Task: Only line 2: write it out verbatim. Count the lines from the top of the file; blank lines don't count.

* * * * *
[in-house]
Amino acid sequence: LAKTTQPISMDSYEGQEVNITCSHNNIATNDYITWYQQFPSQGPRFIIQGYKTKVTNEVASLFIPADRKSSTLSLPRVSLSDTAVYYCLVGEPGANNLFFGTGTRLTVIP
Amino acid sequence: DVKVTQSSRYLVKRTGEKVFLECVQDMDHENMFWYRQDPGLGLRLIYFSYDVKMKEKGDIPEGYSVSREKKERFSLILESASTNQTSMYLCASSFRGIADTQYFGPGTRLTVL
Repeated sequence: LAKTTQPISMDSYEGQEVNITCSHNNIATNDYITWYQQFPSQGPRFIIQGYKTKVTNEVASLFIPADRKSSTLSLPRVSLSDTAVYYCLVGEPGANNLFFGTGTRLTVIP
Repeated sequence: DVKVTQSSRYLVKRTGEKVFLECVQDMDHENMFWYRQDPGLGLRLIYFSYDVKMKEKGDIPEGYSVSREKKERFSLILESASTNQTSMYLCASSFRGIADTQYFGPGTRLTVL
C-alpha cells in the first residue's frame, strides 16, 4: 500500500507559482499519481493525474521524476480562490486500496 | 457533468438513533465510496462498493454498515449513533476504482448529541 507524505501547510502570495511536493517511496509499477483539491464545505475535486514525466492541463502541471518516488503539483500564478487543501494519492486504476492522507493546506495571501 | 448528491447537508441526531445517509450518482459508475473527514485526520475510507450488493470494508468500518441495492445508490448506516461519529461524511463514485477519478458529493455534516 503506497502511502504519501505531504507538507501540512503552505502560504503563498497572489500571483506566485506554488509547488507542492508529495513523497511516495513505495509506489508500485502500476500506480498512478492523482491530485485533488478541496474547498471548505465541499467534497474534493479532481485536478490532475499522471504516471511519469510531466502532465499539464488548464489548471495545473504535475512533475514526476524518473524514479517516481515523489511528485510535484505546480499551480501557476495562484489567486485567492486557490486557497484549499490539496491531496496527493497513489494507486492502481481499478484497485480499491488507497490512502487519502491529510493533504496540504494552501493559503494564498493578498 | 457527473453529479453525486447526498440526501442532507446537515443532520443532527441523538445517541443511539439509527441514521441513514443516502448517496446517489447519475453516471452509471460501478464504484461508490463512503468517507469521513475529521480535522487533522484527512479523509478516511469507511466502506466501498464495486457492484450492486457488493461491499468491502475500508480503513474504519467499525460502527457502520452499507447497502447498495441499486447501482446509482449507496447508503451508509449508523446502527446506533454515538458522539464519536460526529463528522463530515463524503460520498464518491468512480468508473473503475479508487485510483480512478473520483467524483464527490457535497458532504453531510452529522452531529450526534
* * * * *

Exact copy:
Amino acid sequence: LAKTTQPISMDSYEGQEVNITCSHNNIATNDYITWYQQFPSQGPRFIIQGYKTKVTNEVASLFIPADRKSSTLSLPRVSLSDTAVYYCLVGEPGANNLFFGTGTRLTVIP